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By Hugh R. Morley, The Record, Hackensack, N.J. Knight Ridder/Tribune Business News
Feb. 6--Twelve hours a day, Mac Oldham sits in a glass-walled cockpit suspended 20 feet above the frigid waters of the Hudson River, helping shape the economic future of the New York region.
Studying a colored map on a computer monitor to his left, he grips a joystick topped with buttons in each hand as though playing a video game.
He shifts his right hand and a massive mechanical arm in front of him plunges into the freezing green river. Another shift and the 15-foot high claw at the end of the arm tears into the river bed sending a violent shudder through Oldham's rig.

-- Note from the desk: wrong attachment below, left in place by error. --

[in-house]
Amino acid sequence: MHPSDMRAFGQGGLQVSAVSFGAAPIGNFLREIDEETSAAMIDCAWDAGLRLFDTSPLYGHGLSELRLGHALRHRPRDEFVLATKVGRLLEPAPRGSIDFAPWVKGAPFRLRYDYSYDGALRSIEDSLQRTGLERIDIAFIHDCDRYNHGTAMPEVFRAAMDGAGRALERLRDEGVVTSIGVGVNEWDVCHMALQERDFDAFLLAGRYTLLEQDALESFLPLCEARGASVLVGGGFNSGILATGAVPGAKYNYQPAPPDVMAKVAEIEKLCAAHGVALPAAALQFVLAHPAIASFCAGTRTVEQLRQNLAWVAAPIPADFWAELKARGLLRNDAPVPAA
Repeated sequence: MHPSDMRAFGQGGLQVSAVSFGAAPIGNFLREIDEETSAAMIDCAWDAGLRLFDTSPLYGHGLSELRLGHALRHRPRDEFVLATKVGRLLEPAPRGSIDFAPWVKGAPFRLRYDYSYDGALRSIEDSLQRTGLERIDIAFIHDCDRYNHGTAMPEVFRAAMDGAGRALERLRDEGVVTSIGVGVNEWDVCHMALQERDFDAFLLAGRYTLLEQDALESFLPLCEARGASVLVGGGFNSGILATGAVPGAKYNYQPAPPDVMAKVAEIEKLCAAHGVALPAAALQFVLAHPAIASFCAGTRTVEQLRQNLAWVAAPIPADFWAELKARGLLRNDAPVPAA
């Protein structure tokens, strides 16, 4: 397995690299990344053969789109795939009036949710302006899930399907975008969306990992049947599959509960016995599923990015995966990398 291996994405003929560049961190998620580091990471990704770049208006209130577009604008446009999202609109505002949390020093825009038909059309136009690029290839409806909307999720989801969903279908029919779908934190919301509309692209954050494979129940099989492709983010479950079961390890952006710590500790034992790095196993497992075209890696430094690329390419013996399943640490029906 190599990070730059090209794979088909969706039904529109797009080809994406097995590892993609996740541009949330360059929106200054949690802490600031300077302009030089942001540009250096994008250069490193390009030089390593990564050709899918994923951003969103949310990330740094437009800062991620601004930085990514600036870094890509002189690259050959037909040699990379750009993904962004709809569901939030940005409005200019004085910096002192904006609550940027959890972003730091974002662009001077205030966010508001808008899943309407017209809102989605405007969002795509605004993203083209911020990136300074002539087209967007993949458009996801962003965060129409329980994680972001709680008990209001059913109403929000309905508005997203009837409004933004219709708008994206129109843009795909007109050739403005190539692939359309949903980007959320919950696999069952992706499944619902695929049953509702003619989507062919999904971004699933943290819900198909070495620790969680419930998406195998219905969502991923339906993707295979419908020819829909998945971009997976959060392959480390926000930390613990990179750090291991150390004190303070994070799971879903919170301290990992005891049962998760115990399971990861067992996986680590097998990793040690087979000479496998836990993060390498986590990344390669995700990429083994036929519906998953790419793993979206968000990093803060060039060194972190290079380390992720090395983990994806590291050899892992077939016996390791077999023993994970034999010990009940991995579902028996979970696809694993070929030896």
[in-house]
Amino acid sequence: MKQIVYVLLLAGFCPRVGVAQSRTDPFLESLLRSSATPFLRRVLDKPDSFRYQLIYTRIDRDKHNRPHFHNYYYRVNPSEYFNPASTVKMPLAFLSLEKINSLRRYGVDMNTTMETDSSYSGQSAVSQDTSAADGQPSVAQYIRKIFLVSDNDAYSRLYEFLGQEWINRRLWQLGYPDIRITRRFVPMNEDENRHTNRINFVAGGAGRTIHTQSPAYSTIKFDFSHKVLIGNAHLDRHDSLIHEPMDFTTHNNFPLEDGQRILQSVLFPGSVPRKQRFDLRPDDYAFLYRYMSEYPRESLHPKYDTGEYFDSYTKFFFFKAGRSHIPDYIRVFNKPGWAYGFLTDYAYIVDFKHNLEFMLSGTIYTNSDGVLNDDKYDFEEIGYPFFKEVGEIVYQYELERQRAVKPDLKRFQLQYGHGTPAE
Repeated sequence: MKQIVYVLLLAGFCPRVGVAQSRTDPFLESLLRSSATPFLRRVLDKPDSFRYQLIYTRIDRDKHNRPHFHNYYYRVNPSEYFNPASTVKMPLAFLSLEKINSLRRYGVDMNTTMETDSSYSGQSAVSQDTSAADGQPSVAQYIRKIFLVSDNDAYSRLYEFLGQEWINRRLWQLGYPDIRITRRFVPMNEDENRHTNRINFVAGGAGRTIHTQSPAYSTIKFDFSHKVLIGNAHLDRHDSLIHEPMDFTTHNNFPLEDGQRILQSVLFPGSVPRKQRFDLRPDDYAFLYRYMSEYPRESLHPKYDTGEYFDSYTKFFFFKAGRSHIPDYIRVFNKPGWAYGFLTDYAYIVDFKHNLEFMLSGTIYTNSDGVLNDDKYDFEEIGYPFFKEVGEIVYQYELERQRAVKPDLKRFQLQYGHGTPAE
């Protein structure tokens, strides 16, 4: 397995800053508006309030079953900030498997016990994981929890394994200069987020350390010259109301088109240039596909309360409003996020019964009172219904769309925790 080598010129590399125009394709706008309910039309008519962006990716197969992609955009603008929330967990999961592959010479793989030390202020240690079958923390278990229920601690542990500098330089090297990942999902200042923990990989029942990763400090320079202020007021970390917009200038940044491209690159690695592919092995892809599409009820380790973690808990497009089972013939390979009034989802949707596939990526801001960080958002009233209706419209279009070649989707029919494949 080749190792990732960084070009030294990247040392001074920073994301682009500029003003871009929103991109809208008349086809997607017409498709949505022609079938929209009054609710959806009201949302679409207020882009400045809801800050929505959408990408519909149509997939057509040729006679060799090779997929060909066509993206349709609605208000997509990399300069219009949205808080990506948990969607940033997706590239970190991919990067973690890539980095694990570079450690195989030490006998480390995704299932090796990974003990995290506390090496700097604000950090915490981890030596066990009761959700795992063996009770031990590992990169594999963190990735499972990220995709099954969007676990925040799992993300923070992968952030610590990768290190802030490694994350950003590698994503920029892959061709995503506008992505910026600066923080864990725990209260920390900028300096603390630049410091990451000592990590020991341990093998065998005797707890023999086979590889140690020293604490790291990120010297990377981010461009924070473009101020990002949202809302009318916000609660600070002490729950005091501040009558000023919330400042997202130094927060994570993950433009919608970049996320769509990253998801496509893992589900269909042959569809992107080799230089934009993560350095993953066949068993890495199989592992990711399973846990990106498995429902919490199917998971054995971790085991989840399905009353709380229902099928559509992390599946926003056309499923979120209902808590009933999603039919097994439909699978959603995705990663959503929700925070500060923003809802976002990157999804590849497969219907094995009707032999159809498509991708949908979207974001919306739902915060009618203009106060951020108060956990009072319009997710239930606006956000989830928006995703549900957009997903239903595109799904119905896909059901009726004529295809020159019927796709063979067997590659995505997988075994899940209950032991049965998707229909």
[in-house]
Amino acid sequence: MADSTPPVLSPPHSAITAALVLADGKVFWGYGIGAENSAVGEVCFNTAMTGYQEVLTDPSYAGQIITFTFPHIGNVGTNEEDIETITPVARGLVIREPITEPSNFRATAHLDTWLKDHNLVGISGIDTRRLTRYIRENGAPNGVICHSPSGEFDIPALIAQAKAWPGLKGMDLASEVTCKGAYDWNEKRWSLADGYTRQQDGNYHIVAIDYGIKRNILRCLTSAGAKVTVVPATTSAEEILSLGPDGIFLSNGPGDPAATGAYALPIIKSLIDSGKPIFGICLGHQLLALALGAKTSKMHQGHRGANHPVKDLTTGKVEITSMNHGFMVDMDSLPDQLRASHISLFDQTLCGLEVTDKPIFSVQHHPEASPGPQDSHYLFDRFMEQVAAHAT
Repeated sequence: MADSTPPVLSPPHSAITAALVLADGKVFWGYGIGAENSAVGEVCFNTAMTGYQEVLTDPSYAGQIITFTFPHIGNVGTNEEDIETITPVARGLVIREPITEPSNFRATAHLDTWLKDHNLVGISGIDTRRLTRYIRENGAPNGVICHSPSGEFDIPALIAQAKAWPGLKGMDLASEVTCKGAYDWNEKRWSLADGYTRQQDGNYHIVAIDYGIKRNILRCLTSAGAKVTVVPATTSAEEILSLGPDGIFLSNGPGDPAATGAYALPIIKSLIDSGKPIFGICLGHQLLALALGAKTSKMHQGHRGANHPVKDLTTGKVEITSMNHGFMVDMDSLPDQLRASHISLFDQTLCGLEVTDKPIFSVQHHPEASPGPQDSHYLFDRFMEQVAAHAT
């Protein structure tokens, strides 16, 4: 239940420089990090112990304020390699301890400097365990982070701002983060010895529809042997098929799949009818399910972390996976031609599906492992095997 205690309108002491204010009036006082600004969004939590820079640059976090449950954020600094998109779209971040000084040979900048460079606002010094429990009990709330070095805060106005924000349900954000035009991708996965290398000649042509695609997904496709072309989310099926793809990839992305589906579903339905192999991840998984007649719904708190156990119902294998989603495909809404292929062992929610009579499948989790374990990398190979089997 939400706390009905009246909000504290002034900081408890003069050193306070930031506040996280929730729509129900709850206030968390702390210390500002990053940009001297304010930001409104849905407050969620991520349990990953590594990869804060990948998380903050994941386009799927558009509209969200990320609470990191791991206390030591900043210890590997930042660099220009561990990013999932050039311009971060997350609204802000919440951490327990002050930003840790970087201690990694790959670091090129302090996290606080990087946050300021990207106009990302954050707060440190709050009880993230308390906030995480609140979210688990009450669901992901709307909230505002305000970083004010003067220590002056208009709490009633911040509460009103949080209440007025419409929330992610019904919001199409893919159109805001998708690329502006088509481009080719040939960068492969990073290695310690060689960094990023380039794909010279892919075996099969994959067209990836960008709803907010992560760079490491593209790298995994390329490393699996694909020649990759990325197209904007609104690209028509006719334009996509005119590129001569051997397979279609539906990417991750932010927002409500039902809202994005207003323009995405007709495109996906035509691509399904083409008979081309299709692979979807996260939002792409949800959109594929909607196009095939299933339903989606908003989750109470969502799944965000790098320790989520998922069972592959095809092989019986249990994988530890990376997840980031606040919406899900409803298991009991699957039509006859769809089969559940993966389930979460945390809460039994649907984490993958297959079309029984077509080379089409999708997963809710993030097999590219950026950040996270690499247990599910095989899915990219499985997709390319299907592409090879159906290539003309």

One more shift, a touch on the left-hand joystick, and the claw scoops up 17 tons of silt, rock, sand and water from the river bottom and dumps it into an adjacent rusting iron barge.
The scoop -- which takes place every 39 seconds on a good day -- is the leading edge of a massive dredging project that authorities say is key to giving New York and New Jersey ports a competitive edge for decades to come.
The 12-year, two-phase project will widen and deepen port navigation channels off Newark, Elizabeth and Brooklyn, making them accessible to the world's largest ships.
Though the price tag for the job is a whopping $1.63 billion, experts say the cost of not dredging would be higher: as global trade booms, the ships would go elsewhere, …